Anyway, I’ll be hoping to sneak away some night to check out “Nine” once it opens here. But in the meantime, there are still too many shows to catch! It’s not fair that, in the midst of all the holiday shows, JCC’s “Fiddler on the Roof” closes this weekend also. Oy!

Monday, December 14, 2009

Grab Bag

In browsing podcasts, I’ve checked in periodically with the Playbill Radio offerings. They’re pretty good and pretty good is better than the sometimes gawd-awful American Theatre Wing interviews. Anyway, PBR recently started offering Seth Rudetsky’s column in podcast format, to which I say “Brava!” He’s an often high-larious read and is an even more entertaining listen.

One side benefit for Richmonders of listening/reading Seth is that former-Richmonder Emily Skinner pops up not infrequently. Seth’s Dec. 7 column mentions Emily as an understudy for Linda Eder in “Jeckyl and Hyde” and semi-famously singing for Ms. Eder from off-stage when she had laryngitis. If you read Mr. Rudetsky’s bio, Emily’s name also shows up.

Speaking of Broadway, the news came out over the weekend that Jennifer Morrison from “House” would be joining the stacked-with-big-names revival of “The Miracle Worker.” To be honest, it just makes me less interested in seeing it. It may be an irrational prejudice, but I’ve only seen one movie star-centric revival before – “The Diary of Anne Frank” with Natalie Portman – which really wasn’t bad but was still underwhelming enough to sour me on similar productions for a long time.

In good news for “Gleeks,” the TV show announced it would be fanning the fires of fandom during its hiatus with new content in the coming months. That’s nice but it won’t be the same as the whole show. Oh well – “Lost” is back in February so it’s not like there won’t be anything to keep me warm and happy during the freezing days of February.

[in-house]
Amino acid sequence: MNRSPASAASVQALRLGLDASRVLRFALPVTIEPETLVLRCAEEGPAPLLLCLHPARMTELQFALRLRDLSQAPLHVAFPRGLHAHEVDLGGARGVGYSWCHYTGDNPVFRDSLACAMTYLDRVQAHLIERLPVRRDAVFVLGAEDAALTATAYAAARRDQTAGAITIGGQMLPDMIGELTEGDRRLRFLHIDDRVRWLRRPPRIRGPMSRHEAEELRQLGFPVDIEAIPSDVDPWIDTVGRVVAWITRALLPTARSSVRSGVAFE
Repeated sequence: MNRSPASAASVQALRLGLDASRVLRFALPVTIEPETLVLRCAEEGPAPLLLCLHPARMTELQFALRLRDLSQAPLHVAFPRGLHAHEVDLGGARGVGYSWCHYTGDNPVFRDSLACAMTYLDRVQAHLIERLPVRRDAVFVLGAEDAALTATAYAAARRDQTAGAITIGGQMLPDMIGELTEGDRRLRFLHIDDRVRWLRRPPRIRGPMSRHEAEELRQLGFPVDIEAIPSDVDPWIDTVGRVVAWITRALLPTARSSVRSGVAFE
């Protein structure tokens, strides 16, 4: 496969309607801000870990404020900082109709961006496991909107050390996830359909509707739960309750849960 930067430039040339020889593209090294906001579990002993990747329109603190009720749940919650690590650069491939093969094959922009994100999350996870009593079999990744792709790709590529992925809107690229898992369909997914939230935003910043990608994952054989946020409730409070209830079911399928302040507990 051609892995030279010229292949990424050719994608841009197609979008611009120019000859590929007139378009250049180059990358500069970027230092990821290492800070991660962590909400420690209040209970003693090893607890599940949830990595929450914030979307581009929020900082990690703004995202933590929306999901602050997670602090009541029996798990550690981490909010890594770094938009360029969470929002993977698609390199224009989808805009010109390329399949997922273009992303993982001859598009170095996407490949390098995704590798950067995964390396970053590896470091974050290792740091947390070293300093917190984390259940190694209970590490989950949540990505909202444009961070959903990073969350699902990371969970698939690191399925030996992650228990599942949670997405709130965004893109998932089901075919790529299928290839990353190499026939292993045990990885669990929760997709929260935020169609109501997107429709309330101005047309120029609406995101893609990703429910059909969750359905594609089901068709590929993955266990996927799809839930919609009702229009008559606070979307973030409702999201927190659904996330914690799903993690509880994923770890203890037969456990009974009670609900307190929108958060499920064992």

Friday, December 11, 2009

Chappy Chanukah!

What better way to celebrate Hanukkah than to see Theatre IV’s “A Christmas Carol”? Of course, given the myriad ways to spell Hanukah, perhaps Barksdale’s “Spelling Bee” would be more appropriate?

Anyway, I just needed an excuse to mention “A Christmas Carol” because I haven’t really talked about it in depth. There are many things I really love about this production:

♥ Joe Inscoe. How can you not love Joe? His Scrooge is kind of unique in my opinion. Maybe because Joe has such a genuine goodness to him, I think his Scrooge comes across less an evil ogre and more a seriously wounded individual, which then lends more poignancy to the scenes of Christmas past. It may be a subtle thing, and maybe just something I read into the performance, but still, it makes for a particularly effective variation on the old theme in my opinion.

♥ The matching of the Ebeneezers – from Eric Pastore to Chris Stewart to Joe – is an awesome bit of casting by Chase Kniffen. Particularly when Chris and Joe are onstage together, you can totally imagine Chris as a younger Joe. Both are charismatic and engaging in similar ways.

♥ In contrast to my esteemed critical cohort, Ms. Haubenstock, I love Ali Thibodeau’s big solo as Belle, perhaps because I’d probably love almost any opportunity for a big solo for Ali. I also heard influences from “Beauty in the Beast” in some of the music but it wasn’t in “Look Into Your Heart,” but more a touch of “Be Our Guest” in the beginning of the Fezziwig party song.

♥ The “Peace, Peace, Peace” dovetail with “Silent Night” is pretty brilliant work by Jason Marks and one of my favorite pieces of music I’ve heard in the theater in a while. And not just because my son starts the whole thing out (though that undoubtedly has some influence). Mostly, I just think it’s an ingenius melding of old and new that enhances both. Nicely done, Mr. Marks!

♥ David Janeski as both Marley and Bob Cratchit. My love of Marley’s ghost may have as much to do with the technical elements – great makeup and costume, cool entrace and exit – as David, but for Cratchit, it’s all about the acting. I’ve appreciated Mr. Janeski’s work in several productions but I don’t know that I’ve ever managed to point him out specifically. Here, he encompasses the heart and soul of the production – the loyal and steadfast worker, the warm and affectionate father, the lover of the season even in the face of adversity – and does a fantastic job of it. The extent to which an audience falls in love with the Cratchit family largely has to do with Bob (and maybe a bit of the the little hobbling boy as well) and my sense is that audiences are loving these Cratchits.